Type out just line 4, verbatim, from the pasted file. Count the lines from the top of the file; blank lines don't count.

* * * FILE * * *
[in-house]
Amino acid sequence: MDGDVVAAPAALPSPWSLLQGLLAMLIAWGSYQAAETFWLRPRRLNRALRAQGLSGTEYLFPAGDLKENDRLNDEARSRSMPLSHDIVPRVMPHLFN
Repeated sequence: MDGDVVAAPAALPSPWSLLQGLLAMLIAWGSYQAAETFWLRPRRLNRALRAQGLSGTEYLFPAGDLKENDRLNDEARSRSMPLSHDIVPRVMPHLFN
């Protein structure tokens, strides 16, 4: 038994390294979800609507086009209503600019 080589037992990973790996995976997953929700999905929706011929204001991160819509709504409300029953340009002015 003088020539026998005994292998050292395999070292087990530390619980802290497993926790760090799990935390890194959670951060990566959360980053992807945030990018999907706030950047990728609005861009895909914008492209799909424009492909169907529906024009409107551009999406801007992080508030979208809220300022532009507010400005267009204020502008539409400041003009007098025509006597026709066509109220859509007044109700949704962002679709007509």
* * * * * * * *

């Protein structure tokens, strides 16, 4: 038994390294979800609507086009209503600019 080589037992990973790996995976997953929700999905929706011929204001991160819509709504409300029953340009002015 003088020539026998005994292998050292395999070292087990530390619980802290497993926790760090799990935390890194959670951060990566959360980053992807945030990018999907706030950047990728609005861009895909914008492209799909424009492909169907529906024009409107551009999406801007992080508030979208809220300022532009507010400005267009204020502008539409400041003009007098025509006597026709066509109220859509007044109700949704962002679709007509």